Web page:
Argument 2: Parasites
Secondly; “Crops and even hedges, verges, and woodlands, and even where bees remain are sprayed with pesticides or herbicides. These chemicals are the practical extension of an exasperating belief that nature is our enemy. Pouring poison on our food is a very simplistic way of dealing with our problems however it ignores theroot causes. New genetically modified crops, designed to be immune to certain pesticides and herbicides, have resulted in the increased usage of these chemicals. Pesticides, particularly Bayer’s imidacloprid, a nicotine-based product marketed under the names Admire, Provado, Merit, Marathon, and Gaucho have been concretely implicated6 in the destruction of bee populations before. (See also)7. The fact that other bees and insects are not raiding deserted hives to feed on the honey as they normally would lends some credence to the theory of a toxic overload”8. The toxic overload is certainly a concern, but wouldn’t it also need to be considered that this is systematic in the degeneration of the digestive process, such as in humans’ inability to digest preservatives and not absorb the enzymes to break down the foods eaten for survival?
Argument 3: cell phones
Thirdly, “there was also a misconstrued study on cell phone radiation 9 and its effects on the bee’s ability to navigate which turned out to be an over-zealous unthinking reaction by an article in the Independent [news]. Some have also mentioned other navigational hindrances such as UV radiation, shifting magnetic fields and even quantum physics10 as a reason to the destruction of the bees”11.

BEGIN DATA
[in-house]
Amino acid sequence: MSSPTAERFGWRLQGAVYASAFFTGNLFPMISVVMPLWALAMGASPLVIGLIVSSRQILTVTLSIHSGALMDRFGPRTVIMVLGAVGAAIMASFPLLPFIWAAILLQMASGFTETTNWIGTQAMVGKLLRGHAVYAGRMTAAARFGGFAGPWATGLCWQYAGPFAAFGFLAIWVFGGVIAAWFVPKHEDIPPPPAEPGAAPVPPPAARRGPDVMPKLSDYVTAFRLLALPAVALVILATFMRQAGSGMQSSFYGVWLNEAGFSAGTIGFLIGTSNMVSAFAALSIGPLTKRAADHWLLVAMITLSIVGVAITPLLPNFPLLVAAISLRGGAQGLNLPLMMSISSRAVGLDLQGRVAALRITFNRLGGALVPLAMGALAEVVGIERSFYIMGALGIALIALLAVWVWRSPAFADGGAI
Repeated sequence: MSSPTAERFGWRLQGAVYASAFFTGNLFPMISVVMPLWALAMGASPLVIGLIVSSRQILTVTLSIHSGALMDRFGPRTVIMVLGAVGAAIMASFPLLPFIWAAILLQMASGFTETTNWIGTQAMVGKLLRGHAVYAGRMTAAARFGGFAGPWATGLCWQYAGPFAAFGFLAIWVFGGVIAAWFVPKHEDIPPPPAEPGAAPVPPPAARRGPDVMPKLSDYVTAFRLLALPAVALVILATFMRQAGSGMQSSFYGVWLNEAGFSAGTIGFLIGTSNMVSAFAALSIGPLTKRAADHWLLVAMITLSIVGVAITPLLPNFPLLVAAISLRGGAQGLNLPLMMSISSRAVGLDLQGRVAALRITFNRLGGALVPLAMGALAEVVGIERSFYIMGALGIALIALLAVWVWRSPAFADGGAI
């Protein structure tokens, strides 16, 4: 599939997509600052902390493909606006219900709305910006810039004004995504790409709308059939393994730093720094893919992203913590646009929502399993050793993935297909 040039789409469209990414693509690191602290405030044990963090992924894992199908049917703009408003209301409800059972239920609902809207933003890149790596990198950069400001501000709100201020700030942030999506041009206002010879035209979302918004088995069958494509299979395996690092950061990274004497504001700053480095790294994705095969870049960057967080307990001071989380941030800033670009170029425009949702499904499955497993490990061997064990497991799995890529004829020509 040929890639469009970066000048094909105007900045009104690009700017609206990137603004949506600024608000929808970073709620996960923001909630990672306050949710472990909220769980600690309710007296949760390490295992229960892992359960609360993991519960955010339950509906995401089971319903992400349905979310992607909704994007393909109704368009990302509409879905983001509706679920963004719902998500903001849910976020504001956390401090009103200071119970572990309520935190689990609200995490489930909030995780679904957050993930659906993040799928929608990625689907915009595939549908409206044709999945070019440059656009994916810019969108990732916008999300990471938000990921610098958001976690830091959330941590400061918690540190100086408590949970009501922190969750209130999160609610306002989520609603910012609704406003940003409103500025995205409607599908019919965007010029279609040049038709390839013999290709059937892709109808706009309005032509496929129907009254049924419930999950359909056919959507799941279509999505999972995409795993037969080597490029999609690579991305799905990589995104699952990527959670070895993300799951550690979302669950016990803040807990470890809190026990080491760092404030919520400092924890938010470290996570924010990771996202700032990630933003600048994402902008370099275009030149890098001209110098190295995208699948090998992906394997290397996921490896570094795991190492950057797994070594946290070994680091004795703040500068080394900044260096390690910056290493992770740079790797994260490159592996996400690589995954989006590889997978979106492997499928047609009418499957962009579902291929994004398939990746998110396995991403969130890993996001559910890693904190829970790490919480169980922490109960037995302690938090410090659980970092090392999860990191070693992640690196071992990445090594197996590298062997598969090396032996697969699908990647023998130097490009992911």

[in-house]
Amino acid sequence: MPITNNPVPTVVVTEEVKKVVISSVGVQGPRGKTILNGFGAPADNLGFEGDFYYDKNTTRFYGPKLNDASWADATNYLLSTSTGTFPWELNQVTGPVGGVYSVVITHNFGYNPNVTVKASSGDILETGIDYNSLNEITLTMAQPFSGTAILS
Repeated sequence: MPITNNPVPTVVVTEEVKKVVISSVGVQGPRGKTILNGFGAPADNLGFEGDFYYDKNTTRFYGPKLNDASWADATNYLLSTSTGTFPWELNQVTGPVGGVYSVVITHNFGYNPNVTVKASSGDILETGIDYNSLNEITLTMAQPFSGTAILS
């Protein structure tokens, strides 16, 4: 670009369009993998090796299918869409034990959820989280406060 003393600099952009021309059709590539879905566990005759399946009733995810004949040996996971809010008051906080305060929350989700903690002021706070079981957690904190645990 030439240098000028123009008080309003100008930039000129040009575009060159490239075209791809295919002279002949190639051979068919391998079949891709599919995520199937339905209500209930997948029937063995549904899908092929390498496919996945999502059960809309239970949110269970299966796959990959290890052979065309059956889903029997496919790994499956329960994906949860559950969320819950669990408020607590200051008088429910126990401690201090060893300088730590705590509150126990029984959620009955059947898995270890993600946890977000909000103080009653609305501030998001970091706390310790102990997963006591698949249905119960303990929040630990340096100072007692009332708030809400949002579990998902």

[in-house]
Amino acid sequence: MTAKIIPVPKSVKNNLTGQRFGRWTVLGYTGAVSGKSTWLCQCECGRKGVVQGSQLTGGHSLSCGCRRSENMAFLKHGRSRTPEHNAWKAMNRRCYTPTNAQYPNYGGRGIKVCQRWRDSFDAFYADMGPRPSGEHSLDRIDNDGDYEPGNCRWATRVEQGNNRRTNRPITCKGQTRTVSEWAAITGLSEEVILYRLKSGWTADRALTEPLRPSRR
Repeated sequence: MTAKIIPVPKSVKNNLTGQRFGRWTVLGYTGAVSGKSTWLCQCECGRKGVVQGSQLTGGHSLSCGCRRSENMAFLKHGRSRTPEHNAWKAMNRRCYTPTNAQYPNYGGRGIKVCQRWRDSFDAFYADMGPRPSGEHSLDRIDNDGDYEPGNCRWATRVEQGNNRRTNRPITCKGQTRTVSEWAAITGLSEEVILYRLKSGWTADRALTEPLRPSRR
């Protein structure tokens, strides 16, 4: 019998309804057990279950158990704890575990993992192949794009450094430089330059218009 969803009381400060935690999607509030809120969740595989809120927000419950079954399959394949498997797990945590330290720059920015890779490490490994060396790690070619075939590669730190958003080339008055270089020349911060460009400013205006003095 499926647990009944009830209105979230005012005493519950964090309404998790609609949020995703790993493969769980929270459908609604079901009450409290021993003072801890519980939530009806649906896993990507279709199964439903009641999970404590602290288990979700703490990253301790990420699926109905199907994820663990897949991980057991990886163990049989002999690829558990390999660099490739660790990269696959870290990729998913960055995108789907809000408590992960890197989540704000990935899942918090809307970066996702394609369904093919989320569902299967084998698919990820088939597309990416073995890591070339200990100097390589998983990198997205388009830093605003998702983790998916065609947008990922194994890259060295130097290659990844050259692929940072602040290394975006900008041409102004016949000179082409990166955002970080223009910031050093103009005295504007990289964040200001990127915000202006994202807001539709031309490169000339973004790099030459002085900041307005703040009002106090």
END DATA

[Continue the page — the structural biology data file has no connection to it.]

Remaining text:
There is certain implications to this theory, and it has been proven that electromagnetic radio wave lengths to affect the navigation of the bees. However the sun emits radiation spurts all the time, yet this has not offered a hindrance to the bees.
Argument 4: Terminator Seeds
Lastly, “leaked documents seen by the Guardian show that Canada wants all governments to accept the testing and commercialization of “Terminator” crop varieties. These seeds are genetically engineered to produce only infertile seeds, which farmers cannot replant, also to mention that the bees that are trying to collect pollen, found to have their digestive tract diseases, such as amoeba and nosema disease”12. These diseases are mainly located in the digestive tract system. After studies of the autopsy, the most alarming trait is that the lower intestine and stinger have discolored to black vs. the normal opaque color, Synominus with colon cancer in humans.
Figure 1: Extreme discoloration of intestinal tracts of bees.
This discoloration suggests that the bees were dead upon collection. When questioned the beekeeper confirmed that the bees were alive at the time of collection. Further, the tracheal system of these bees did not show signs of desiccation usually associated
with the collection of dead bees. Thoracic discs from this sample, after being placed in KOH for 24 hours, revealed peculiar white nodules”13
As seen above, it is certain that the digestive shutdown is due to hard material in the digestive tract that compromises the immune system. Circulatory problems would without doubt. Could it be that humans are going through the same process with the rise of Colon Cancer? As seen below in the comparison of the healthy Bee and the unhealthy bee, it is obvious that the bees that are ingesting GMO pollen are having severe digestive problems, so severe that the disease is terminal.